Treatment of a broad area, occluding extremities, and the use of antihistamines are among the measures that can help optimize the results of treating actinic keratoses (AKs) with topical photodynamic therapy (PDT) using aminolevulinic acid (ALA), according to Dr. Brian Berman.

For many patients with AKs, ALA-PDT can be an effective and well-tolerated option, Dr. Berman said in a presentation at the Skin Disease Education Foundation’s annual Las Vegas Dermatology Seminar.

ALA-PDT is a two-step process, Dr. Berman explained. The first step involves the application of ALA with presumed selective cellular uptake, followed by conversion to protoporphyrin IX (PpIX). Next, the light activation of PpIX causes cell death via high-energy oxygen molecules.

Histamines play a role in the topical response to ALA-PDT, which generally involves some edema and erythema, he noted. “The edema component is generated by mast cell degranulation and can be uncoupled using selective H1 antihistamines,” he said. However, the erythema response is not affected by H1 blockade, he added.

Dr. Berman’s recommendations for optimizing ALA-PDT to treat AKs include a shorter ALA incubation time; treatment of a broad area, not just the baseline visible AKs; occlusion of ALA for AKs on the arms and legs; increased skin temperature during ALA incubation; and moderate cooling during light exposure. To reduce pain, he recommended a very short ALA incubation time with a longer time of light exposure.

He referred to a 2004 study of 18 patients, which found that AK reductions were not significantly different at 1 month post treatment with ALA incubation times of 1, 2, or 3 hours ( Arch Dermatol. 2004 Jan;140[1]:33-40 ). As for occlusion, a 2012 study found that AK clearance was significantly greater for extremities that were occluded during incubation in patients undergoing blue light ALA-PDT, compared with areas that were not occluded ( J Drugs Dermatol. 2012 Dec;11[12]:1483-9 ).

Skin cooling can be useful in reducing patients’ pain, said Dr. Berman of the department of dermatology and cutaneous surgery, University of Miami. Data from a retrospective study showed that cooling pain relief, with an air-cooling device during treatment, resulted in lower PpIX photobleaching in AK lesions, compared with no cooling ( J Photochem Photobiol B. 2011 Apr 4;103[1]:1-7 ). But cooling was associated with decreased efficacy of the PDT treatment in terms of complete AK response (68% for the cooling device group vs. 82% for controls without cooling), he said.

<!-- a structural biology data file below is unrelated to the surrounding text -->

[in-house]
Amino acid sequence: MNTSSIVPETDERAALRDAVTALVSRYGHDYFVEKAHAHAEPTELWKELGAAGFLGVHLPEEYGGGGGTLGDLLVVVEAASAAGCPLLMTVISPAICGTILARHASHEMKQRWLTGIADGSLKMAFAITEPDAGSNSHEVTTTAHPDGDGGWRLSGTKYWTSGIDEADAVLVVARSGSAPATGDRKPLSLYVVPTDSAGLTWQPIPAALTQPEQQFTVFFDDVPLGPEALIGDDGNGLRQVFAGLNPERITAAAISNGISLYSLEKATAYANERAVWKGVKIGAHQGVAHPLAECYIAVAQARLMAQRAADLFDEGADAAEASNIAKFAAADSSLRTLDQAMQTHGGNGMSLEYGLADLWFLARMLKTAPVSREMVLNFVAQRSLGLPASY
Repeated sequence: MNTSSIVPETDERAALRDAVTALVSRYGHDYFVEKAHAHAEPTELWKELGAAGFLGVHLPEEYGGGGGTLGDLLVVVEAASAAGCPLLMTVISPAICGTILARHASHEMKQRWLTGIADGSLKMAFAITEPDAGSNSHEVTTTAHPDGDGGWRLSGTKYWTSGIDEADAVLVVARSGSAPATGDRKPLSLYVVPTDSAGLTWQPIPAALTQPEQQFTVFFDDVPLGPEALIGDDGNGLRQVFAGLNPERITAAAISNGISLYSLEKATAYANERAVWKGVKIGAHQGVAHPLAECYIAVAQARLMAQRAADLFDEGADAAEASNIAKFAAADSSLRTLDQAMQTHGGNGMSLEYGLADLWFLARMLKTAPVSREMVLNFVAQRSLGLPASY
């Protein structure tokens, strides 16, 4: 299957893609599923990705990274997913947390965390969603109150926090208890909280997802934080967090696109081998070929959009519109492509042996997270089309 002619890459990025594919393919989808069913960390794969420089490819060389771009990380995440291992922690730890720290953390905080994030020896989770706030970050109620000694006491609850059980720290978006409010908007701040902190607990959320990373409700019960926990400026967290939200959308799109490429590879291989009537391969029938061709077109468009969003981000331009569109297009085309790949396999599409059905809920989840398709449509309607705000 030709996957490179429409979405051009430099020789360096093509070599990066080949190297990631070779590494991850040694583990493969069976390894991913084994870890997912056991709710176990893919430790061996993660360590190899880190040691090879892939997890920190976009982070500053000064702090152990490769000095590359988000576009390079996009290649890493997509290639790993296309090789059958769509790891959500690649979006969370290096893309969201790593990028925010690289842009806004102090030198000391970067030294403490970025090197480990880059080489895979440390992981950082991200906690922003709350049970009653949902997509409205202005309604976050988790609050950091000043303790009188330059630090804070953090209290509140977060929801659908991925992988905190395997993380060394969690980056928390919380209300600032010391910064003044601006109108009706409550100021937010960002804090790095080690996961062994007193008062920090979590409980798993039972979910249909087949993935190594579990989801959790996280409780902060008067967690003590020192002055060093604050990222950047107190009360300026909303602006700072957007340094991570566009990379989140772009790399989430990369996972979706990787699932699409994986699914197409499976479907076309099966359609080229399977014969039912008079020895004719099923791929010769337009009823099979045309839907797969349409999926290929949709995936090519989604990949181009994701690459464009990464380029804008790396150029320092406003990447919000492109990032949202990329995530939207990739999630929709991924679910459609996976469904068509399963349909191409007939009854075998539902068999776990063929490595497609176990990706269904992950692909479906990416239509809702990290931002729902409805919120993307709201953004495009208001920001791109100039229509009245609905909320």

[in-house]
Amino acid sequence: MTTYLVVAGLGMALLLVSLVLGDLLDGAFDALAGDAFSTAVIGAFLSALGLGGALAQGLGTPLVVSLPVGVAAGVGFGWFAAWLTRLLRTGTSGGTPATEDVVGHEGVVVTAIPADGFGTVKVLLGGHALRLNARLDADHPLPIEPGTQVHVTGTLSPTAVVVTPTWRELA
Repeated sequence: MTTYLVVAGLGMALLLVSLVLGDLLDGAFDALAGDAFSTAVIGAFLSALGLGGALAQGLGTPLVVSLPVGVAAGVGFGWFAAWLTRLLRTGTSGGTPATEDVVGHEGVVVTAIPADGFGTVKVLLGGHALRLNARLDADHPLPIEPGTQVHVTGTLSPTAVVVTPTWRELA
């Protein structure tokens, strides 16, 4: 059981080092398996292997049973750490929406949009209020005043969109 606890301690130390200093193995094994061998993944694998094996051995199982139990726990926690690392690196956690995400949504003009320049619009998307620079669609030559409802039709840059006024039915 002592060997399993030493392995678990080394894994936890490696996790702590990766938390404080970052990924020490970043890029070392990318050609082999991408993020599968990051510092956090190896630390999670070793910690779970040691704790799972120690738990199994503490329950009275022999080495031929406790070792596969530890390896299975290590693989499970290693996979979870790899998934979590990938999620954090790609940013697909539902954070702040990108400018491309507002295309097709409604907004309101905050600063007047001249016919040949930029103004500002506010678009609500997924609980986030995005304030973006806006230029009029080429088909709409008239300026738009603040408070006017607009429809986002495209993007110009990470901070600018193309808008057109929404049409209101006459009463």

Increasing skin temperature has been shown to reduce AK lesions significantly, compared with no heat, Dr. Berman pointed out. “PpIX synthesis is temperature dependent,” he said. The median difference in AK lesion counts was significantly greater on a heated extremity side than a control side in an unpublished study, he noted.

Finally, when it comes to facial AKs, less may be more in terms of treatment time. In a split face study, a “painless PDT” protocol of 15 minutes of ALA incubation with 1 hour of blue light yielded a 52% reduction in AKs at 8 weeks post treatment, vs. a 44% reduction with a standard treatment of 75 minutes of ALA incubation with 16 minutes, 45 seconds of blue light, Dr. Berman said.

Dr. Berman disclosed relationships with multiple companies including Ferndale, LEO, Halscion, Sensus, Exeltis, Dermira, Celumigen, Sun, DUSA, Biofrontera, and Berg. He holds stock in Halscion, Dermira, Celumigen, and Berg.

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